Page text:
(output-color "disabled")      ; for monochrome postscript output

For black and white PNG images, place the following into a gschemrc file:

(image-color "disabled")       ; for monochrome PNG output

How can I produce PDF output?

Use File→Write image… to show the “Write image…” window. This gives the option to export to PDF.

Alternatively, run:

gaf export --output=foo.pdf bar.sch

How can I insert schematics into my LaTeX document?

For use with normal the latex command, you will need an EPS (Encapsulated PostScript) file. For pdflatex, you will need a PDF file. To generate an appropriate file, run:

gaf export --size=auto --output=foo.eps foo.sch


gaf export --size=auto --output=foo.pdf foo.sch

Add usepackage{graphicx} to the preamble of your LaTeX document. Use the command includegraphics to place your schematic.

A simple example:


How can I split Postscript output over multiple pages?

gschem does not provide this functionality internally, however there is a program called “poster” which does exactly this. It can be downloaded from either here (GNU) or here (KDE Print).

Gschem installation/run-time problems

After installation gschem does not work!? What could be wrong?

If you run gschem and you get a window without a menu bar, no colors, and the program terminates when you press a key with the following message:

ERROR: Unbound variable: current-keymap

Or you get errors like this:

Gtk-CRITICAL : file gtkpixmap.c: line 97 (gtk_pixmap_new): assertion `val != NULL’ failed.
Gtk-CRITICAL : file gtkpixmap.c: line 97 (gtk_pixmap_new): assertion `val != NULL’ failed.
Tried to get an invalid color: 0
Tried to get an invalid color: 7
Tried to get an invalid color: 0
Tried to get an invalid color: 7

then gschem is not finding an rc file. There are two required rc files. The first is system-gschemrc and the second is system-gafrc.

  • The system-gschemrc rc file should be installed when you install gschem and typically resides in ${prefix}/share/gEDA/system-gschemrc. ${prefix} is where you installed gschem (usually /usr or /usr/local or $HOME/geda). This file can also be installed in /etc/gEDA (the .debs packages do this).
  • The system-gafrc rc file should be installed when you install the libgeda shared library gEDA/gaf. It resides in ${prefix}/share/gEDA/system-gafrc. This file can also be installed in /etc/gEDA (the .debs packages do this). This file is not loaded directly by gschem.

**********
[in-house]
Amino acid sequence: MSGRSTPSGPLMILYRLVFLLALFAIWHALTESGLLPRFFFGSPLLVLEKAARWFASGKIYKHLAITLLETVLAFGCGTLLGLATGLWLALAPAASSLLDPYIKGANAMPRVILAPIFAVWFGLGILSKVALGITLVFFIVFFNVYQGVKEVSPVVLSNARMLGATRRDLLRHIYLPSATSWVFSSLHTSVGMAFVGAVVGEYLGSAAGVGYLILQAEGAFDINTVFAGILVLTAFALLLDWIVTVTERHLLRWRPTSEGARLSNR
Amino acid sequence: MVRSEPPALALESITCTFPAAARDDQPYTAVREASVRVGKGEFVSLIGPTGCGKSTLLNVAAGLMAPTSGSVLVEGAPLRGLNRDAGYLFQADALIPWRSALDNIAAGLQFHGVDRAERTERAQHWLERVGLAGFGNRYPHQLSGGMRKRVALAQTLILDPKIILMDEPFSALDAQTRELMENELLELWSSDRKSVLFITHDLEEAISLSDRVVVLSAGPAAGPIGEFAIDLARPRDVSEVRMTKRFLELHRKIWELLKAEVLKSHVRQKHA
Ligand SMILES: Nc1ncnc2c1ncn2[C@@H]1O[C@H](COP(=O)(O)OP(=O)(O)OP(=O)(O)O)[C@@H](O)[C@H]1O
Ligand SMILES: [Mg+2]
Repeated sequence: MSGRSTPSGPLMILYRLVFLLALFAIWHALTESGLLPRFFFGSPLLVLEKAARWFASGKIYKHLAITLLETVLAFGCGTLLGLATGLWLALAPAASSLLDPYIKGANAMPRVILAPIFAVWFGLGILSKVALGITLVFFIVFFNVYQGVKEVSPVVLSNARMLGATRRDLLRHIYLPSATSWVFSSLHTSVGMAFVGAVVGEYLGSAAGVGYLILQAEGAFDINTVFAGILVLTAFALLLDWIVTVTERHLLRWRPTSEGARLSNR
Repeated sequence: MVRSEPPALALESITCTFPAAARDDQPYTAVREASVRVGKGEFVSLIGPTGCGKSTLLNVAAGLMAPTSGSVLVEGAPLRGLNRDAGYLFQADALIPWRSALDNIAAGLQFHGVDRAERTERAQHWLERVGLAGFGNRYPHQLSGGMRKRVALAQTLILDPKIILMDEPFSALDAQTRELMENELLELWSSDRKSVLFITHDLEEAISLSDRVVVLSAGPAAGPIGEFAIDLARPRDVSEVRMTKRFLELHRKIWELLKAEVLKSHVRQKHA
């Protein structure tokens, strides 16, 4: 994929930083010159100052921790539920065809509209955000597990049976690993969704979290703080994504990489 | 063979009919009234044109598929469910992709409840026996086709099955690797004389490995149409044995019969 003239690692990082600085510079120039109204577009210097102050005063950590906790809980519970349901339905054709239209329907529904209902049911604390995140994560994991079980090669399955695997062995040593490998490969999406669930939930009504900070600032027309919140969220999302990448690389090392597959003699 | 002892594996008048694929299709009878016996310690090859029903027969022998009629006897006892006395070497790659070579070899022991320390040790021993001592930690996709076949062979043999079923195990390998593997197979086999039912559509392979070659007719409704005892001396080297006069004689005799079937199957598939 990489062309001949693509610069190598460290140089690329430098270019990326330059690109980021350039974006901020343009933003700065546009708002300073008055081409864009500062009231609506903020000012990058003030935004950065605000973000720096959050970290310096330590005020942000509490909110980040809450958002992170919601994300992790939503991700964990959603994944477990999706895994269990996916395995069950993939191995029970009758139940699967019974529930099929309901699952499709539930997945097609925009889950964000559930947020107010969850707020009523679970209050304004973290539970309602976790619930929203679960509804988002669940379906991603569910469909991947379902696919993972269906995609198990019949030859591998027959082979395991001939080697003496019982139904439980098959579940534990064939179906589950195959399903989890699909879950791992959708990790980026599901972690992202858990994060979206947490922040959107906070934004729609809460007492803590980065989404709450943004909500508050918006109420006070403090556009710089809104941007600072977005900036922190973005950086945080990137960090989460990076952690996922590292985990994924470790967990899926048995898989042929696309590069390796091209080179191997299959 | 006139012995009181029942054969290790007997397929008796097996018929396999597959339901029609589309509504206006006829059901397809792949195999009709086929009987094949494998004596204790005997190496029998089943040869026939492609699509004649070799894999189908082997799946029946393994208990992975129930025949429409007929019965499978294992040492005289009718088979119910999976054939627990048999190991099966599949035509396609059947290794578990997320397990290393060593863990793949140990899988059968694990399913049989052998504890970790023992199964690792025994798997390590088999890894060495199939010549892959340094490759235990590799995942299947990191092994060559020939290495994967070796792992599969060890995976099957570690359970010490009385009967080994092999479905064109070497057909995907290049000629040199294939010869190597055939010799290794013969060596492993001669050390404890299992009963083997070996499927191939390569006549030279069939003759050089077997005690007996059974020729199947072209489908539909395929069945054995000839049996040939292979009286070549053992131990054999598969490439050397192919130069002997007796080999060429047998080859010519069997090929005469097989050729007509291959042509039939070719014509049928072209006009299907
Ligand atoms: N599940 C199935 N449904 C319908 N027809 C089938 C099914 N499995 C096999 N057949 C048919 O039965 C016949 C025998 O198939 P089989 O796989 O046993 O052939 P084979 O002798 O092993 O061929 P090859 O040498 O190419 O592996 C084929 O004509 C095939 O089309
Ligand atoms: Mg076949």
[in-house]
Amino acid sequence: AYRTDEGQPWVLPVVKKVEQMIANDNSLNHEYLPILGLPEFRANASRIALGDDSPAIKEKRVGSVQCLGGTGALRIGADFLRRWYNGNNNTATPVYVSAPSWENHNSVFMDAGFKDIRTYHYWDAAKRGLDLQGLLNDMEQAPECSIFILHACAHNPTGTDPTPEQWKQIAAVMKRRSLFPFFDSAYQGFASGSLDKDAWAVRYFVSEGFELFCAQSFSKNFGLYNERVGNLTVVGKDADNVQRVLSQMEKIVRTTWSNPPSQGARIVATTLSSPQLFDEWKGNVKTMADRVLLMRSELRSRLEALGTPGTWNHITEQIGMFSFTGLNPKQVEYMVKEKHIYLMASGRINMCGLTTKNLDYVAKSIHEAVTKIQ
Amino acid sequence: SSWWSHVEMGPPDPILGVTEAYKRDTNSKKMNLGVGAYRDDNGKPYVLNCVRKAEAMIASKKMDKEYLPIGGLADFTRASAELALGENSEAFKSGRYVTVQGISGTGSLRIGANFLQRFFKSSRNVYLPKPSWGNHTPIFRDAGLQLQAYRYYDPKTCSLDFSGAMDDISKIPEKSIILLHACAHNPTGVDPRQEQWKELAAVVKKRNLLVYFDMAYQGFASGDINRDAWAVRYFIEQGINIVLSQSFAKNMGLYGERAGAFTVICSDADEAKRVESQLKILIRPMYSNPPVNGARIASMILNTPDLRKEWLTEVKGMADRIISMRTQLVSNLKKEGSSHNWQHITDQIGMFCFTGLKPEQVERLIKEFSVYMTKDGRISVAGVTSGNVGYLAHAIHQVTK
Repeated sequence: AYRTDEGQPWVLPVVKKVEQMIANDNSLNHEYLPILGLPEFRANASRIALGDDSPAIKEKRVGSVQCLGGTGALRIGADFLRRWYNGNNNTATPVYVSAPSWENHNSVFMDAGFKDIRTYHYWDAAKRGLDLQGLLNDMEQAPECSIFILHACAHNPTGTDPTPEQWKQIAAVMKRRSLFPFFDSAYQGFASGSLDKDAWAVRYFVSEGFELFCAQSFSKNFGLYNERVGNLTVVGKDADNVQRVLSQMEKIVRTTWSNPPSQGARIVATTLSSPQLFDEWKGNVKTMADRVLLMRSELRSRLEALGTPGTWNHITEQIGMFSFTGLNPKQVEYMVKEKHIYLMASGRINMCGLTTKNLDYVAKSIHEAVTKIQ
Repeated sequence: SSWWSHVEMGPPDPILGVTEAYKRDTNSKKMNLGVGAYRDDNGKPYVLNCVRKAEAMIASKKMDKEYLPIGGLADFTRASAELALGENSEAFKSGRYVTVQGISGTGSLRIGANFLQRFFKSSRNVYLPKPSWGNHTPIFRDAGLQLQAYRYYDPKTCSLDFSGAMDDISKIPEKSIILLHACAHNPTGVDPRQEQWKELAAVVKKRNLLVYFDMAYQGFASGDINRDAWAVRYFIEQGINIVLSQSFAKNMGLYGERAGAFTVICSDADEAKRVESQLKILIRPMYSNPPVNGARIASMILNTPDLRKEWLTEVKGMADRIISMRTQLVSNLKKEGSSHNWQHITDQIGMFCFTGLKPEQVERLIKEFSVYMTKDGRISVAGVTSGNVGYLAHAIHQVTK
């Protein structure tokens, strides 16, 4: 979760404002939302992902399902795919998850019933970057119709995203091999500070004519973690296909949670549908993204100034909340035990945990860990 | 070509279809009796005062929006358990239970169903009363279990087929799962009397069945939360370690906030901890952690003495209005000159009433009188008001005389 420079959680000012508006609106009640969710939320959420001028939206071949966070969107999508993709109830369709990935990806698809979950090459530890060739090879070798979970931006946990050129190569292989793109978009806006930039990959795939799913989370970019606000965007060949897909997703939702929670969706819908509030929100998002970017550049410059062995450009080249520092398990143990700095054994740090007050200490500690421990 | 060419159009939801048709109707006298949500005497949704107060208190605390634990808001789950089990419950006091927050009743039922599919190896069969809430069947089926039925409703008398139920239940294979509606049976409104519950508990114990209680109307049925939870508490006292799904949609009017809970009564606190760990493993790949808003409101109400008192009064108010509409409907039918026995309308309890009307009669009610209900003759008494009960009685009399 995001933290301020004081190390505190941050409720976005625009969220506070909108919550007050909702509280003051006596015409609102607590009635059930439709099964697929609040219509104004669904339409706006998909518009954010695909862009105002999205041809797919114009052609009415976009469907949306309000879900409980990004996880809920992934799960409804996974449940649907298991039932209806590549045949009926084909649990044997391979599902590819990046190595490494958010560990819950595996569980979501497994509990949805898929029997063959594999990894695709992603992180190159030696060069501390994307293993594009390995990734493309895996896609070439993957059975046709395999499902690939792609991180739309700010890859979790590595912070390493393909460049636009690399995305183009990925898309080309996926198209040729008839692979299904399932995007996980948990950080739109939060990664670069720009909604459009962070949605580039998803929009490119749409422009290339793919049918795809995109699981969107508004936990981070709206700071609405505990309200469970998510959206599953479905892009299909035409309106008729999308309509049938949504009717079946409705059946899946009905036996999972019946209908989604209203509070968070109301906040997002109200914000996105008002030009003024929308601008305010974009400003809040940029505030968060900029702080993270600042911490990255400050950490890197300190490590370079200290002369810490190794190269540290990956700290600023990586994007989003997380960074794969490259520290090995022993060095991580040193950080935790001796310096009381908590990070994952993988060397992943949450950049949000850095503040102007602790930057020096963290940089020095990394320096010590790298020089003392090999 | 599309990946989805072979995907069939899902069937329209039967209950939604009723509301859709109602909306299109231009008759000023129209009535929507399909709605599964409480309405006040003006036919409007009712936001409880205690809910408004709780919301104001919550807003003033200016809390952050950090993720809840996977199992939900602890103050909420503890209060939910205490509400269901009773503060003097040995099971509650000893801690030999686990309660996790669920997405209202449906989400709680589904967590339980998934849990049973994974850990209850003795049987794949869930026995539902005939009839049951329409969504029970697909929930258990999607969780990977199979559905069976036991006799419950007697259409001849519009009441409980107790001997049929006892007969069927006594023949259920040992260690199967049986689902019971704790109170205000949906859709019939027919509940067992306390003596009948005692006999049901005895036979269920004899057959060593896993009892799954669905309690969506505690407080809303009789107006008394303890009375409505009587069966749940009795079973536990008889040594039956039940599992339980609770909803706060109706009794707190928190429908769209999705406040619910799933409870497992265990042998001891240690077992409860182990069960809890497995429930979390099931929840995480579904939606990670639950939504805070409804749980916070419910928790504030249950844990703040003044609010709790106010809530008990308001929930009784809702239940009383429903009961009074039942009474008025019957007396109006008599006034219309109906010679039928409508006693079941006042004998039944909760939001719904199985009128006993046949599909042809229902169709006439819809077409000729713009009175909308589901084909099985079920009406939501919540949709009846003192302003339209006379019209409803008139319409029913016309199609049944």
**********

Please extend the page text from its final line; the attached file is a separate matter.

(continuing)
Make sure these file are installed. The gschem.log file (which is created everytime you run gschem) holds valuable debugging information which should help in determining what is wrong. Check this file for where gschem is looking for the rc files.

Also, some older releases of gEDA/gaf had some bugs when the rc files were installed in other locations (other that ${prefix}/share/gEDA), so please upgrade to a more current release.

"Add Components" offers no symbols! What can I do about it?

Make sure that at least one of your config files contains a valid path to a symbol library. At startup, gschem checks for the following config files (on a Debian system):

  1. distributed system-wide gafrc file: /etc/gEDA/system-gafrc (will be overwritten on update)
  2. local system-wide gafrc file /usr/share/gEDA/gafrc.d/gafrc (with geda versions after summer 2009)
  3. user gafrc file: ~/.gEDA/gafrc
  4. local gafrc file: $PWD/gafrc
  5. system gschemrc file: /etc/gEDA/system-gschemrc
  6. user gschemrc file: ~/.gEDA/gschemrc
  7. local gschemrc file: $PWD/gschemrc

All of these config files may or may not append paths to the library search list. If a config file contains the command


the library search path will be emptied. Order is obviously important, as this command will erase any previously appended paths.

I'm using gschem/gaf through a SSH connection and I get an error like: 'Xlib: extension "RENDER" missing on display "localhost:10.0".'

If you are getting into the remote machine by doing:

$ ssh -X your_username@your_remote_machine

and afterwards you get the Xlib RENDER message, then try using:

$ ssh -Y your_username@your_remote_machine

The latter enables trusted X11 forwarding.

geda/faq-gschem.txt · Last modified: 2014/04/18 08:17 by vzh